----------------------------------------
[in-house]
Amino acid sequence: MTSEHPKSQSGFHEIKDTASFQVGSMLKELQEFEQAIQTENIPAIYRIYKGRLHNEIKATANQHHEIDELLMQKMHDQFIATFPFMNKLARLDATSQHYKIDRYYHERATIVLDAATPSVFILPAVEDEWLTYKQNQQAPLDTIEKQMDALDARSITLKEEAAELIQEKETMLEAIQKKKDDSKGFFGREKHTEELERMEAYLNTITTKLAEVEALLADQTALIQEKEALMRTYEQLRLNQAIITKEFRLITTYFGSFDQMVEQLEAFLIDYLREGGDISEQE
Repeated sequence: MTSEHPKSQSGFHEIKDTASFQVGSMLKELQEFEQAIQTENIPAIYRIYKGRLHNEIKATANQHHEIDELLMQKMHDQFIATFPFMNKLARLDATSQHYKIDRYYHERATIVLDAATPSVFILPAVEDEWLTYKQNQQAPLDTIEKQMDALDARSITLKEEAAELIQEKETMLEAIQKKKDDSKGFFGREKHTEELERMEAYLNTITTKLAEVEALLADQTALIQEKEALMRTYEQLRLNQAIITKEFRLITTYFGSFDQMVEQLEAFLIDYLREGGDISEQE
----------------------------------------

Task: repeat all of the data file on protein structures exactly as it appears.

[in-house]
Amino acid sequence: MTSEHPKSQSGFHEIKDTASFQVGSMLKELQEFEQAIQTENIPAIYRIYKGRLHNEIKATANQHHEIDELLMQKMHDQFIATFPFMNKLARLDATSQHYKIDRYYHERATIVLDAATPSVFILPAVEDEWLTYKQNQQAPLDTIEKQMDALDARSITLKEEAAELIQEKETMLEAIQKKKDDSKGFFGREKHTEELERMEAYLNTITTKLAEVEALLADQTALIQEKEALMRTYEQLRLNQAIITKEFRLITTYFGSFDQMVEQLEAFLIDYLREGGDISEQE
Repeated sequence: MTSEHPKSQSGFHEIKDTASFQVGSMLKELQEFEQAIQTENIPAIYRIYKGRLHNEIKATANQHHEIDELLMQKMHDQFIATFPFMNKLARLDATSQHYKIDRYYHERATIVLDAATPSVFILPAVEDEWLTYKQNQQAPLDTIEKQMDALDARSITLKEEAAELIQEKETMLEAIQKKKDDSKGFFGREKHTEELERMEAYLNTITTKLAEVEALLADQTALIQEKEALMRTYEQLRLNQAIITKEFRLITTYFGSFDQMVEQLEAFLIDYLREGGDISEQE